Artsakh students stand with Tavush

The procession led by Archbishop Bagrat Galstanyan, leader of the Diocese of Tavush, which started in Kirants village of the Tavush region on May 4, reached Yerevan yesterday. The basis of the “Tavush for the Homeland” movement is its opposition to the border demarcation process between Armenia and Azerbaijan, which is planned to start with land concessions in Tavush. A massive crowd of people from different regions of Armenia and the Diaspora gathered in Republic Square in central Yerevan to welcome the marchers. The people of Artsakh, who were displaced from their homeland last September, also stood up, this time for Tavush. Artsakh students shared their reasons for participating with the Weekly.

An image from the “Tavush for the Homeland” march in Yerevan, May 9, 2024 (Photo: Ani Ghevondyan)

“Artsakh was surrendered…My friends and I now gather to prevent the surrender of Armenia.”

Anna Vahanyan, now a student in Vanadzor and a year ago at Artsakh State University, went to Republic Square to express her disapproval of the border demarcation process. “I can’t think that we have handed over Artsakh and that’s it. Armenia is my homeland. I am against the handing over of new territories,” she said. 21-year-old Vahanyan is from Nerkin Horatagh village of Martakert region. During the conversation, she remembered this exact day last year. “One year ago, on May 9, we were in Stepanakert’s Renaissance Square, proud that we keep Artsakh Armenian, but Artsakh was surrendered…My friends and I now gather to prevent the surrender of Armenia.” Having traveled to Yerevan from Vanadzor to participate in the rally, Vahanyan carried the Artsakh flag on her shoulders.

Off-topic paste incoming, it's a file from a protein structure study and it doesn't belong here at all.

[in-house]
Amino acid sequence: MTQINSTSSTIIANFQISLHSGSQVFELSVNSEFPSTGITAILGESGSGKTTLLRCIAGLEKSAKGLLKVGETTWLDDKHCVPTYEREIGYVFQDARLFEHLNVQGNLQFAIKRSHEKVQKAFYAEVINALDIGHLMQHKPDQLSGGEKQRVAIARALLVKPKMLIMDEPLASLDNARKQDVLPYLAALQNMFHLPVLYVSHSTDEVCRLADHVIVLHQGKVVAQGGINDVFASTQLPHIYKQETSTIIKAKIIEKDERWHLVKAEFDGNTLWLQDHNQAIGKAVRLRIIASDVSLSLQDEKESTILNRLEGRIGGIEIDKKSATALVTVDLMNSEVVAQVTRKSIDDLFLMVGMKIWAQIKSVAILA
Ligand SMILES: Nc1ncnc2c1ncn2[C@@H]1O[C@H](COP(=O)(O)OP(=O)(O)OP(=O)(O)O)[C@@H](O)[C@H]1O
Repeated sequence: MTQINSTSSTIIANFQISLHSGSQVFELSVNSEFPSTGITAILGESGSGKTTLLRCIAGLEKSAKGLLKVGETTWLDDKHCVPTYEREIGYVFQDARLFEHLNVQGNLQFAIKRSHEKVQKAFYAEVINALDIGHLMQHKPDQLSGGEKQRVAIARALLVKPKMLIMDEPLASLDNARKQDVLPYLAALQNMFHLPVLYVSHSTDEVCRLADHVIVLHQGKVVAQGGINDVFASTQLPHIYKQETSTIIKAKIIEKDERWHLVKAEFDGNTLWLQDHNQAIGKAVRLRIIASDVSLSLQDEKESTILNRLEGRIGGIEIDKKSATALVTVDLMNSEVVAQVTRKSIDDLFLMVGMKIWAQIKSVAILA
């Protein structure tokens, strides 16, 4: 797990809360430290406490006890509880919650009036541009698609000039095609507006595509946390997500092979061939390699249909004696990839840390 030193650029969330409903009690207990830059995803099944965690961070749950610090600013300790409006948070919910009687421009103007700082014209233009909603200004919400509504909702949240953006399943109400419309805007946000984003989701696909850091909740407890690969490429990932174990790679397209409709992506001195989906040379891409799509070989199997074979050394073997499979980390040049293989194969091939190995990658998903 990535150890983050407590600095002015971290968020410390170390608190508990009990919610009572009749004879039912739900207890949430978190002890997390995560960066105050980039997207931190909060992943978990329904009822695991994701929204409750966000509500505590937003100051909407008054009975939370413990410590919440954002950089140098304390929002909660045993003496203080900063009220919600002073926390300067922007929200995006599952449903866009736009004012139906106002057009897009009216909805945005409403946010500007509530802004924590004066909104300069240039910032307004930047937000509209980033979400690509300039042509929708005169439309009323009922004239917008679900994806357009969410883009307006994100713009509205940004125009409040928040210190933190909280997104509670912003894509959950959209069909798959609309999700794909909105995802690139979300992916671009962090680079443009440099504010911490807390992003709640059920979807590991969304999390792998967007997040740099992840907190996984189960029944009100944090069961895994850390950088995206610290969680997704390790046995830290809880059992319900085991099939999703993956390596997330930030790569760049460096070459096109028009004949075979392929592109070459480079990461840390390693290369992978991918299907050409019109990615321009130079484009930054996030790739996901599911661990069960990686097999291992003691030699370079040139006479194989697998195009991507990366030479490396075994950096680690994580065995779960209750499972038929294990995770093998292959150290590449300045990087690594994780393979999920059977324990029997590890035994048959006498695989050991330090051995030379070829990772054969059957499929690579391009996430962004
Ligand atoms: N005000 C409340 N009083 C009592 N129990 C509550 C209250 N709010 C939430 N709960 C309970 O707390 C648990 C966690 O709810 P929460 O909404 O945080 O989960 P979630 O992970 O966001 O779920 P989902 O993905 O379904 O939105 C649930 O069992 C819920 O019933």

Diana Manasyan, a student at Yerevan State University from the Martuni region of Artsakh, went to Republic Square with six members of her 11-person family. She was brought by the hope of returning to her homeland, Artsakh, but above all by the ideals of national unity and reconciliation. Manasyan, now living in Ptghni, appealed to the people and especially the youth. “Please think about our motherland. Now we need unity,” she said.

Diana Manasyan with her sisters (Photo: Ani Ghevondyan)

Arpine Hambardzumyan, who studies at Yerevan State University, joined the movement with the hope of returning to Artsakh and not seeing Armenia divided. 20-year-old Hambardzumyan is from the village of Avetaranoz in the Askerani region and was displaced in September 2023. Hambardzumyan, now living in Yerevan, said, “Artsakh students have already felt leaving their homeland, home and the grave of a relative on their skin…I want all of Armenia to be here. As  Bagrat Srpazan says, ‘Spiritual Armenia will win over the new Armenia.’”

Mary Minasyan (Photo: Ani Ghevondyan)

“I don’t want my next generation to be a continuation of the defeated generation.”